Do you ever feel self-conscious when out and about with your special needs child?
In the lead up to getting Ashlea's first wheelchair, I was very apprehensive about going out in public in it for the first time. Not because I was in any way embarrassed or ashamed of her, but because I felt like it was such a public 'coming out'. I felt like it would be like going back to the beginning again and feeling like I had no skin. Prior to having the wheelchair I was under the illusion (delusion perhaps?) that it was possible that people didn't realise Ashlea had a disability. I felt like I could duck through the shops fairly anonymously, without too many stares.
But the arrival of the wheelchair meant that it was bloody obvious that my child has a disability. Someone commented on my blog earlier in the year that something about the age of 4 is hard for parents to cope with. I agree - and I think it is because it is the age of 'coming out'. Before that your child just looks like a young child - the differences aren't so obvious. But when they hit 4 and start going to preschool and getting ready for big school, the differences smack you in the face.
Anyway, back to my original point. The wheelchair. I have been surprised at how quickly I have adjusted to being out and about with the wheelchair. I often don't even think about it - except for the when people stare, but mostly people just smile because Ashlea is so cute with her pigtails and sunglasses as we potter around the shops.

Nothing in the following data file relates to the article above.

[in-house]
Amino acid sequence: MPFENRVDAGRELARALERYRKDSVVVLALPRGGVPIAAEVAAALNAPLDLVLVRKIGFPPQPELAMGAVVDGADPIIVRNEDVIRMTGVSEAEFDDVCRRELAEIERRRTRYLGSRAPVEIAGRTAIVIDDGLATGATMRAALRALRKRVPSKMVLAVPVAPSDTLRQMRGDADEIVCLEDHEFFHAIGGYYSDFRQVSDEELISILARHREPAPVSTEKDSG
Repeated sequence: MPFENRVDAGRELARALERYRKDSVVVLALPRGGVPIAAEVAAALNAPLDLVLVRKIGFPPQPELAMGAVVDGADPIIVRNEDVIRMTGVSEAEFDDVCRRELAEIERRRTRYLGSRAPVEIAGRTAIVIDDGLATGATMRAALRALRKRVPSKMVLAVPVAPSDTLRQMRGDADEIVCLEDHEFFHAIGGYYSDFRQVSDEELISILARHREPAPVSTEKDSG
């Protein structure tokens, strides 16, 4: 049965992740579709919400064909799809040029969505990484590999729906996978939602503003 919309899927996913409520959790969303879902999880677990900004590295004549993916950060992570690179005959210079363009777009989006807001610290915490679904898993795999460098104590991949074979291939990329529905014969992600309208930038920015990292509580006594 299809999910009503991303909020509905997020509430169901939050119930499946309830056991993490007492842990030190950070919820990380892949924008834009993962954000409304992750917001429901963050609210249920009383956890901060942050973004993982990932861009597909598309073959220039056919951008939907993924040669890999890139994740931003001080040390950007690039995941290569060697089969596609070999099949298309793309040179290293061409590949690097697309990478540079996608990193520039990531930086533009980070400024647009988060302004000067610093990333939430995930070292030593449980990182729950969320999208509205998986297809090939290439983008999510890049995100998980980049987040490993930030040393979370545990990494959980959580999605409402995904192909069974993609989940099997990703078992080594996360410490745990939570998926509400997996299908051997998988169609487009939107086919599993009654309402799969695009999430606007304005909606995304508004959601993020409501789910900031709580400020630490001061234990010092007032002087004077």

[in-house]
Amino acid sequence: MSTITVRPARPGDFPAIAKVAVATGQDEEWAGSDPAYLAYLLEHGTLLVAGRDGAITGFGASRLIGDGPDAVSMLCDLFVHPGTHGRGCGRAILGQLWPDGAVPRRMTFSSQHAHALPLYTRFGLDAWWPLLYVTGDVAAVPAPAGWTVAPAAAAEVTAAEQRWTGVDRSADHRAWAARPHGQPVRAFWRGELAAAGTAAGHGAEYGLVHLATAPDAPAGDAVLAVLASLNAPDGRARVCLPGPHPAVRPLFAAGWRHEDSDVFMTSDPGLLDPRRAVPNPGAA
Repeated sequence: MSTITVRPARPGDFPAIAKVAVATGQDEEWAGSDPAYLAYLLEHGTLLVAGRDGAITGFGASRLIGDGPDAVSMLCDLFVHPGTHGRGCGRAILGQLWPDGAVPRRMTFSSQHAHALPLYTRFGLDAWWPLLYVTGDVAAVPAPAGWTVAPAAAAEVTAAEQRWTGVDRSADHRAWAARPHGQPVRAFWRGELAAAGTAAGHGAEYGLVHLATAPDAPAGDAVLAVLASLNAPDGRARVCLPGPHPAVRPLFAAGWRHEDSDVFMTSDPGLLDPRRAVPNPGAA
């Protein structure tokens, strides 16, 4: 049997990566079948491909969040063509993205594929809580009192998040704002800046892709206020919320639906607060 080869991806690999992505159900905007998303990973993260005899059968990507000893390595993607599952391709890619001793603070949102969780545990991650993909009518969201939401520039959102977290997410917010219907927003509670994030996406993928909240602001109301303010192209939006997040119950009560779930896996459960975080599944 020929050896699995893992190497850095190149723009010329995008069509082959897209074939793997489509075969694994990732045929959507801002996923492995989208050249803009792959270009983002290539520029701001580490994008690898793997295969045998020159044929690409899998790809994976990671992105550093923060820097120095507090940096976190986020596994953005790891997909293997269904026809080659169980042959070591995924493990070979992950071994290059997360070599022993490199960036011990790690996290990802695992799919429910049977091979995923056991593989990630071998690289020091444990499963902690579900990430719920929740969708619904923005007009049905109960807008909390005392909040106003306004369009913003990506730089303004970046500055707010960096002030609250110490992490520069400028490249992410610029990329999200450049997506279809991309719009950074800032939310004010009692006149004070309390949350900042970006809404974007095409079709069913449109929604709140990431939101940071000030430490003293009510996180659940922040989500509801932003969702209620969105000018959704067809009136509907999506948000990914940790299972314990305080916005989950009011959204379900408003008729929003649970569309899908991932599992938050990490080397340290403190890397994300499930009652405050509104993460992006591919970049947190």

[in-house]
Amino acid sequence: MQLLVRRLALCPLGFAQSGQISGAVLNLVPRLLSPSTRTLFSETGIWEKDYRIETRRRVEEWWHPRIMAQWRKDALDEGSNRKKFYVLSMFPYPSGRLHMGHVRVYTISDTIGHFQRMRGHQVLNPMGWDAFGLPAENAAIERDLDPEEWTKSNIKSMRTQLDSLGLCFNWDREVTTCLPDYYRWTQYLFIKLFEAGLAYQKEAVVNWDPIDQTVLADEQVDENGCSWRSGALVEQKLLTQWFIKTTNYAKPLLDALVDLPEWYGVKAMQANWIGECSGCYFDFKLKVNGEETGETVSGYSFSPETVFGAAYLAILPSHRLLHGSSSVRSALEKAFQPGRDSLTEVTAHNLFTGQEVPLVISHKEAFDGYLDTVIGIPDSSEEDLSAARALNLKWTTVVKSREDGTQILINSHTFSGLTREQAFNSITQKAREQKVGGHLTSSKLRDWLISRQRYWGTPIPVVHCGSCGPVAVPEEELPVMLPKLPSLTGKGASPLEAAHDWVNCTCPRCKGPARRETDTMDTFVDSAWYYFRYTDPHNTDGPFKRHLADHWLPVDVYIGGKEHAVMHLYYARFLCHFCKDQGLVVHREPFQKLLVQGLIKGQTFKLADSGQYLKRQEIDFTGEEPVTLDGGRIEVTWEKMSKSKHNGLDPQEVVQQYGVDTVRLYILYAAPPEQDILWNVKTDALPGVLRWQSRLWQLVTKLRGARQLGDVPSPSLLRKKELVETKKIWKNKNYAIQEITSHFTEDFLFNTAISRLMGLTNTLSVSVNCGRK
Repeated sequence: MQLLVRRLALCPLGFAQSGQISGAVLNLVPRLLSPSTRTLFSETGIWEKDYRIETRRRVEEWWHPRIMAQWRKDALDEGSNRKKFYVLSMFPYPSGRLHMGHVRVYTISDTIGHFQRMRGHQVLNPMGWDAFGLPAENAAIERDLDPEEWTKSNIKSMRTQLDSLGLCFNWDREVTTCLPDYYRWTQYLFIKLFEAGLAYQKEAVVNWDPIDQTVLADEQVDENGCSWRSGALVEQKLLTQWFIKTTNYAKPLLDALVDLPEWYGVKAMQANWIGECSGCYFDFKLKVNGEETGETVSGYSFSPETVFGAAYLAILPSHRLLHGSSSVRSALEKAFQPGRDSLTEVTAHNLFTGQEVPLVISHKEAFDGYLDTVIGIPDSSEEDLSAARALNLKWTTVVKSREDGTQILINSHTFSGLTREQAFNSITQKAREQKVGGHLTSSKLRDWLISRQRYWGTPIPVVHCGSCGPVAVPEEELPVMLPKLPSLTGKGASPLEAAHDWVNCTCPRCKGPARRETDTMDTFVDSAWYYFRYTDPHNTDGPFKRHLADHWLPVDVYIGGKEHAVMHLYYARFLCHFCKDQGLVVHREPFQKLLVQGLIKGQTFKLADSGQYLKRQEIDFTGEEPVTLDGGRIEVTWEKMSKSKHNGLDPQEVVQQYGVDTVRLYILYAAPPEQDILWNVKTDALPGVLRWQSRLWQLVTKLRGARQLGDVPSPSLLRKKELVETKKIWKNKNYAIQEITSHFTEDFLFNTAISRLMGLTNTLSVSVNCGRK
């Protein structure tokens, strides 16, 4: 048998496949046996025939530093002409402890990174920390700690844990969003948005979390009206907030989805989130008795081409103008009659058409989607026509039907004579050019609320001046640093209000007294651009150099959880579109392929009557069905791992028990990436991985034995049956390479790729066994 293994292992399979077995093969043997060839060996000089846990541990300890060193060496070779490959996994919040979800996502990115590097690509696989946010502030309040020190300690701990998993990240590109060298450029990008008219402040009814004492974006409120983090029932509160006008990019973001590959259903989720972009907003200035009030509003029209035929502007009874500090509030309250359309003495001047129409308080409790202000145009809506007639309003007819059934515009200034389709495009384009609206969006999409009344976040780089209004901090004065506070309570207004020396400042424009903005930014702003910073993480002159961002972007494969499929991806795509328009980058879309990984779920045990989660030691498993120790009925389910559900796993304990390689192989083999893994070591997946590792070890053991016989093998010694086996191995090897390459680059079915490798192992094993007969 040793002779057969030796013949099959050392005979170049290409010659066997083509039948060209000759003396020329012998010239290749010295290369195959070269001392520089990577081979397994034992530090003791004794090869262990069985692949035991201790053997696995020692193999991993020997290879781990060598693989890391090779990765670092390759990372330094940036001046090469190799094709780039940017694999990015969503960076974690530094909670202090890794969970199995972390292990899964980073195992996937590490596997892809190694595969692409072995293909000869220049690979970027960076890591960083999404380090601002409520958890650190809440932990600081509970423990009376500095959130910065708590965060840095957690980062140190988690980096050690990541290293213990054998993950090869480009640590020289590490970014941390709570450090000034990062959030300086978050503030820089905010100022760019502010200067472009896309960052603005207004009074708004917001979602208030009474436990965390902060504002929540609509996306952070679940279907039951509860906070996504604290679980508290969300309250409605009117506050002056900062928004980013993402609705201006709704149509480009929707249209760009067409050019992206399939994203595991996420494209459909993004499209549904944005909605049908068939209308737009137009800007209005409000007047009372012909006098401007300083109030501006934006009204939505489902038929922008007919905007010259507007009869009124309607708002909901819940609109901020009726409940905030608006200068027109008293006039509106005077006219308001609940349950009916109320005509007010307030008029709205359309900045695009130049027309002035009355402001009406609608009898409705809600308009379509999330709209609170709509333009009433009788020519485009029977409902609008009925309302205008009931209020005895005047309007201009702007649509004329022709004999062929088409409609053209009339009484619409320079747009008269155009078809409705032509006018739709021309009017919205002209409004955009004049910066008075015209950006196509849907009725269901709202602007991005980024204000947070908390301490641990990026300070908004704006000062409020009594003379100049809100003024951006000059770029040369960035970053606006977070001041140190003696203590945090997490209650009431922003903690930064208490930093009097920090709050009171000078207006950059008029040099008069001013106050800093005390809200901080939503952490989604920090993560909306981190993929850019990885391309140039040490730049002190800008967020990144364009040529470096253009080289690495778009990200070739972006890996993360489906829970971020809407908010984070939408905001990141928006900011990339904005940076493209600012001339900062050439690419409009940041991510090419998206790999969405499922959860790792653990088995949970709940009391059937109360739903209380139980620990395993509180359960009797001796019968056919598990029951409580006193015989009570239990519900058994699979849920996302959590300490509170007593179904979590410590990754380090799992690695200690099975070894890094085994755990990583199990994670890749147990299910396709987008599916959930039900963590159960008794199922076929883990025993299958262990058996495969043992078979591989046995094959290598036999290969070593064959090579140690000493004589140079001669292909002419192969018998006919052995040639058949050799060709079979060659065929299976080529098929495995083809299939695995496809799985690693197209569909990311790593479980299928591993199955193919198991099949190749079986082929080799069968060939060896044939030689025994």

The one time I DO feel self-conscious though, is when I see 'before' friends. People who knew me before Ashlea, before disability. All my current friends know our situation. At the birthday party last weekend, I bumped into a 'before' friend. I haven't seen her much since the girls were born (due to circumstance - nothing deliberate). Then I saw her a year ago and she asked how the girls were going and when I said they were really good she asked:
So, they're both walking now?
It's kind of shocking to tell people that your child can't walk. And they probably never will. Not many places for the conversation to go after that clanger.
Anyway, I felt self-conscious seeing her on the weekend. Not because she made me uncomfortable in anyway (the opposite in fact), it was just that it reminded me of how confronting it can be to see a child in a wheelchair. Of how confronted I still am by the fact that my child is the one in the chair. There is no denying that Ashlea can't walk when she is out and about in her chair. The thing is that the denial doesn't belong to anyone else but me! I can't deny that I have a child with a disability as I carry her to her wheelchair. I can't deny how different my life is now. I can't help but think back to life before. Before disabiltiy and wheelchairs and heartache.